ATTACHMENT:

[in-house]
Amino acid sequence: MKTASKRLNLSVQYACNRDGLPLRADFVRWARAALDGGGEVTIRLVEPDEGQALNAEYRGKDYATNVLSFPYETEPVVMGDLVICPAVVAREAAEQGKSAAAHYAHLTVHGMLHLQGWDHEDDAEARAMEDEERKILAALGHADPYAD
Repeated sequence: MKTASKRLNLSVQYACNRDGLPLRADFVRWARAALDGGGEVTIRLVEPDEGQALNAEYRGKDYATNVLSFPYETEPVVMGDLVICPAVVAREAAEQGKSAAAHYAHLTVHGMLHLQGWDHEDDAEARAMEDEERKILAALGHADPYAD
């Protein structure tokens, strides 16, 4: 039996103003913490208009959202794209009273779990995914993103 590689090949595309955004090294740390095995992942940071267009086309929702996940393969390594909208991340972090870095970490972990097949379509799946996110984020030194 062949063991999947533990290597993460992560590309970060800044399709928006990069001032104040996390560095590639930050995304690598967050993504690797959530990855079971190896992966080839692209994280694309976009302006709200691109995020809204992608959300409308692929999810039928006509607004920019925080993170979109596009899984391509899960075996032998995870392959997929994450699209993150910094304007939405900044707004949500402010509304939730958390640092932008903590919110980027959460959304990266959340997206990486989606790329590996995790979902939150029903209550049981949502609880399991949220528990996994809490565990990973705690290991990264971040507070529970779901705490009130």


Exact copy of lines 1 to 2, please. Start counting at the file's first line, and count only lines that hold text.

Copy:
[in-house]
Amino acid sequence: MKTASKRLNLSVQYACNRDGLPLRADFVRWARAALDGGGEVTIRLVEPDEGQALNAEYRGKDYATNVLSFPYETEPVVMGDLVICPAVVAREAAEQGKSAAAHYAHLTVHGMLHLQGWDHEDDAEARAMEDEERKILAALGHADPYAD